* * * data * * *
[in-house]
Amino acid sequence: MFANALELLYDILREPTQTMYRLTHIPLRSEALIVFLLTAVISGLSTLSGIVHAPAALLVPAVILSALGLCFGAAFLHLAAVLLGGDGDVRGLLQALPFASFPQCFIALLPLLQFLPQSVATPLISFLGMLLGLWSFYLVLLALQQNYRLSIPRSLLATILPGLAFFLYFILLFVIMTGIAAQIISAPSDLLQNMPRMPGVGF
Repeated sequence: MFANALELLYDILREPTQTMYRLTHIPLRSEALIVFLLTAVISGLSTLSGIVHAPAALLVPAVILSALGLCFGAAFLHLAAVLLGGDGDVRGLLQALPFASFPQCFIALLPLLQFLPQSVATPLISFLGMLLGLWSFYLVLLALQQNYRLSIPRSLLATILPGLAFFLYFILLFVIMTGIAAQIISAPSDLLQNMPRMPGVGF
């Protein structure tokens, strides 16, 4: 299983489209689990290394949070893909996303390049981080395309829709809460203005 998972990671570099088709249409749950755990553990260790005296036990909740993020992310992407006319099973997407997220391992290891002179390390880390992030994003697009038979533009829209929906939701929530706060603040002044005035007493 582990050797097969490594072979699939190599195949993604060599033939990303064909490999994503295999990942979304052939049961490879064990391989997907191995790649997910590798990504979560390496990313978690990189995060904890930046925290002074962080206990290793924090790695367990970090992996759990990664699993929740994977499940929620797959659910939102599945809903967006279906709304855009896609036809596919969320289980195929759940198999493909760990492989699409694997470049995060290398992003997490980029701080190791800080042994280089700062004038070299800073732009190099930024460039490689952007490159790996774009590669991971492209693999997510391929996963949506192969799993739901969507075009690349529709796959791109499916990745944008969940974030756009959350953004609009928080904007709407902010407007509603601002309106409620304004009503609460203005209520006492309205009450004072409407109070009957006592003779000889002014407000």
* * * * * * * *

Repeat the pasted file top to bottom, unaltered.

[in-house]
Amino acid sequence: MFANALELLYDILREPTQTMYRLTHIPLRSEALIVFLLTAVISGLSTLSGIVHAPAALLVPAVILSALGLCFGAAFLHLAAVLLGGDGDVRGLLQALPFASFPQCFIALLPLLQFLPQSVATPLISFLGMLLGLWSFYLVLLALQQNYRLSIPRSLLATILPGLAFFLYFILLFVIMTGIAAQIISAPSDLLQNMPRMPGVGF
Repeated sequence: MFANALELLYDILREPTQTMYRLTHIPLRSEALIVFLLTAVISGLSTLSGIVHAPAALLVPAVILSALGLCFGAAFLHLAAVLLGGDGDVRGLLQALPFASFPQCFIALLPLLQFLPQSVATPLISFLGMLLGLWSFYLVLLALQQNYRLSIPRSLLATILPGLAFFLYFILLFVIMTGIAAQIISAPSDLLQNMPRMPGVGF
């Protein structure tokens, strides 16, 4: 299983489209689990290394949070893909996303390049981080395309829709809460203005 998972990671570099088709249409749950755990553990260790005296036990909740993020992310992407006319099973997407997220391992290891002179390390880390992030994003697009038979533009829209929906939701929530706060603040002044005035007493 582990050797097969490594072979699939190599195949993604060599033939990303064909490999994503295999990942979304052939049961490879064990391989997907191995790649997910590798990504979560390496990313978690990189995060904890930046925290002074962080206990290793924090790695367990970090992996759990990664699993929740994977499940929620797959659910939102599945809903967006279906709304855009896609036809596919969320289980195929759940198999493909760990492989699409694997470049995060290398992003997490980029701080190791800080042994280089700062004038070299800073732009190099930024460039490689952007490159790996774009590669991971492209693999997510391929996963949506192969799993739901969507075009690349529709796959791109499916990745944008969940974030756009959350953004609009928080904007709407902010407007509603601002309106409620304004009503609460203005209520006492309205009450004072409407109070009957006592003779000889002014407000």